Eco Tour on the Half Shell
A Hatteras oyster company offers a close-up view of aquacultureBy Mike Zlotnicki
I’m sure most readers have heard of fishing guides. Some may have heard of eco tours. A few may have heard of oyster farming, where these bivalves are grown from just-hatched to market-sized in leased water columns.
Now there’s an outfit in Hatteras that’s combining all three. Sticky Bottom Oyster Company (252-256-2222), a member of Cape Hatteras Electric Cooperative, is offering a local sound-side eco tour on the way out to their oyster farm, where the process of farming oysters is explained with the opportunity to wet a line. My wife, Renee, and two of my daughters, Olivia and Nicole, and I were lucky enough to be the “test family” for the tours. It was enjoyable and educational.
Sticky Bottom is a three-way partnership between Ricky Jones of Frisco, Todd Ballance of Hatteras, and Gerald Fitch of Reidsville. Todd works on the water full-time: Ricky splits time between piloting the ferry to Ocracoke and tending to the oysters, and Gerald gets in work for the company when he can.
We met Todd one July morning where a 25-foot Carolina Skiff awaited us. Before setting out, he gave an education in oysters. He explained that just-hatched oysters are called spat, which take seven to nine months to grow into marketable 3-inch oysters.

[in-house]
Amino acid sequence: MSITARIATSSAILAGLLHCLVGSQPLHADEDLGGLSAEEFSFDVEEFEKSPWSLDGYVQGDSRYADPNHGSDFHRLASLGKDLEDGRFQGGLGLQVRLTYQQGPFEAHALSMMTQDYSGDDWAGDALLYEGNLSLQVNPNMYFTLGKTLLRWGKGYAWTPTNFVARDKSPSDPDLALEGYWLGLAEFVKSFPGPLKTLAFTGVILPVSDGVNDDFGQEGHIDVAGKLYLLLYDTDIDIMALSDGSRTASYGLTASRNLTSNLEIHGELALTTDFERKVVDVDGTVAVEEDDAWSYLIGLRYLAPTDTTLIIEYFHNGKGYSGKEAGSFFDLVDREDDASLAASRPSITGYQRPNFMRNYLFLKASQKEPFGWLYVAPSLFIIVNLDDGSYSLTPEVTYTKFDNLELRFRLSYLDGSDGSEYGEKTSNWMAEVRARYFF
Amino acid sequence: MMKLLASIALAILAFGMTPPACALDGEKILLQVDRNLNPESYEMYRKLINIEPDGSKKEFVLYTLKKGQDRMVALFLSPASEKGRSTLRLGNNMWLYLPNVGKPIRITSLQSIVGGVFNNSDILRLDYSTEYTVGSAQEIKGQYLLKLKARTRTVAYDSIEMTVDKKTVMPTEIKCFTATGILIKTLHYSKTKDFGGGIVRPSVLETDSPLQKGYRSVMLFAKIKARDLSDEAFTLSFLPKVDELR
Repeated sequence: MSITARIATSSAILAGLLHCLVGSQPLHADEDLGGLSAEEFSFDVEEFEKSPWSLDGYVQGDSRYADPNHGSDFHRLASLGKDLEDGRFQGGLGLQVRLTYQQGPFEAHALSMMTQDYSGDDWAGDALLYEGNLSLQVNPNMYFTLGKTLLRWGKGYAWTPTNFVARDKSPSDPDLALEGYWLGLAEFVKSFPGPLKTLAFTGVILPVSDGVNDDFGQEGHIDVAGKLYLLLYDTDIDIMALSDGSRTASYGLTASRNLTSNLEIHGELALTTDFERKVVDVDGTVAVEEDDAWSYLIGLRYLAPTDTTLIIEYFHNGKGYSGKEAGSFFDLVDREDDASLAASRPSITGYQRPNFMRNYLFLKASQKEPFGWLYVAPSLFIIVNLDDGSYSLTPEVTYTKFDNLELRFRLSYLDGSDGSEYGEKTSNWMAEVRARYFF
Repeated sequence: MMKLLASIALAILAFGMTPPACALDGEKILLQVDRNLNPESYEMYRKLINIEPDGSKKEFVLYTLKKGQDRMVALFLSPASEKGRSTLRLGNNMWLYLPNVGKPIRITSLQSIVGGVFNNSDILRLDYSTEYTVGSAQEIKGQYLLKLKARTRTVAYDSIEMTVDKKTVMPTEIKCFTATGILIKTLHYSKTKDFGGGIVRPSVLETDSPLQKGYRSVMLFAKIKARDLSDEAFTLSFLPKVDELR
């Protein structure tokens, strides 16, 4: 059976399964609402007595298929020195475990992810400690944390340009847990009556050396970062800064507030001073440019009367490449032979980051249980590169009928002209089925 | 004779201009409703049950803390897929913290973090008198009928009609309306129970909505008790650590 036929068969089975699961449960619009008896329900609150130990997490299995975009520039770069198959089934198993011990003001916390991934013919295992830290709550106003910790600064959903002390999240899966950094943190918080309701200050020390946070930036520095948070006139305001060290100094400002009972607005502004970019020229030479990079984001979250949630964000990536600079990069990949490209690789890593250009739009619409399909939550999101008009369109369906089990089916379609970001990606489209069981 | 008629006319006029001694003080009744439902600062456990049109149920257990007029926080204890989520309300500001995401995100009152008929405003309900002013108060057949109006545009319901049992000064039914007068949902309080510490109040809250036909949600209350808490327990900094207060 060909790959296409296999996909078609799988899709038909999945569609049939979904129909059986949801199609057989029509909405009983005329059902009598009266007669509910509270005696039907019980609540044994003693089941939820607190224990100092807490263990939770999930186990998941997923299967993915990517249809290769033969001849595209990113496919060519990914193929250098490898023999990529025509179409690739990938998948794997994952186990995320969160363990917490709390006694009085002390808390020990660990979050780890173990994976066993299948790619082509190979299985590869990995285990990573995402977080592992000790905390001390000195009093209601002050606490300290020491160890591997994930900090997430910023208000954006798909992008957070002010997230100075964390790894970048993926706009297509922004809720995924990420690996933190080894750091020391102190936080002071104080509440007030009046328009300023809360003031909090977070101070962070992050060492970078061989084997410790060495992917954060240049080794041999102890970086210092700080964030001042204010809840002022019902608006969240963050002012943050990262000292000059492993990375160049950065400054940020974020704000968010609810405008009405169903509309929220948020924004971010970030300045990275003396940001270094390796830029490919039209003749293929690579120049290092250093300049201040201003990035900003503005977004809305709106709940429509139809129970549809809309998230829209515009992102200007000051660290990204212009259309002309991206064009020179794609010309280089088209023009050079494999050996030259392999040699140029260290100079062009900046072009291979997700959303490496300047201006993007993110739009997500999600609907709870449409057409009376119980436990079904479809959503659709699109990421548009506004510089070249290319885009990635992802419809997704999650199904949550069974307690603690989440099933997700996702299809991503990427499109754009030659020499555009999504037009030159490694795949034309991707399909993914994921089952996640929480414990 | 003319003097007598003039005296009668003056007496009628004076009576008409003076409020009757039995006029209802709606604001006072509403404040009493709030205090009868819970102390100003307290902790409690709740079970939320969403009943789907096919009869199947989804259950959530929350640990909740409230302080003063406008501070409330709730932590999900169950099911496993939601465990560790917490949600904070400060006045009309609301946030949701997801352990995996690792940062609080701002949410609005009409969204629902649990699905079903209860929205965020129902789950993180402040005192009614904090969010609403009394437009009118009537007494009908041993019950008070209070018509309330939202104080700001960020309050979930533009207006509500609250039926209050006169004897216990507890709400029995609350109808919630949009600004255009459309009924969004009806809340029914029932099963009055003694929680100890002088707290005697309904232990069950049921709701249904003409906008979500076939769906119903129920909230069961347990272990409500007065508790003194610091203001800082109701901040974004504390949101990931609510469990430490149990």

“The company we buy spat from has brood stock and different types of oysters that have different attributes,” Todd says. “They have temperature-controlled spawning tanks and they can manipulate the temperature to make the oysters spawn. Their oyster are triploids, they’re hybrids and they are sterile. It makes them disease resistant.”
Their oysters grow in bags in floating cages (which have blue caps that they can take off in case a hurricane is imminent, allowing the cages sink to the bottom to be retrieved after the storm). Oyster cages are in 4- to 8-foot-deep water with six bags of oysters per cage.
At the dock is a large PVC pipe that that rotates and is perforated with three different diameter holes, which cleans the oysters and classifies them by size.
The area has a rich past, evident along a canal on our way out: Todd pointed out where Native American settlements used be, as well as a spot where a porpoise factory once rendered fat into oil.
When we arrived at the oyster lease, Todd noted that the rows of floating cages provide cover for many species of mollusks and finfish — and for those who hunt them. His point was immediately illustrated as a cage, winched onto the boat, released tiny crabs, shrimp and fish onto the deck. Watching them get tossed back in the water was kind of sad, as pinfish and sheepshead eagerly awaited an easy meal.
After the trip, I was able to talk to Ricky. (If ever in Frisco, be sure to check out Tavern on 12, where Ricky’s brother Steve serves some great food.)
“We are starting our third year now and still have a lot to learn — there’s a lot of trial and error,” Ricky says. “One of the main interesting things about oysters is that one oyster filters 50 gallons of water per day, so the more aquaculture farming we can get going will just help clean our waters.”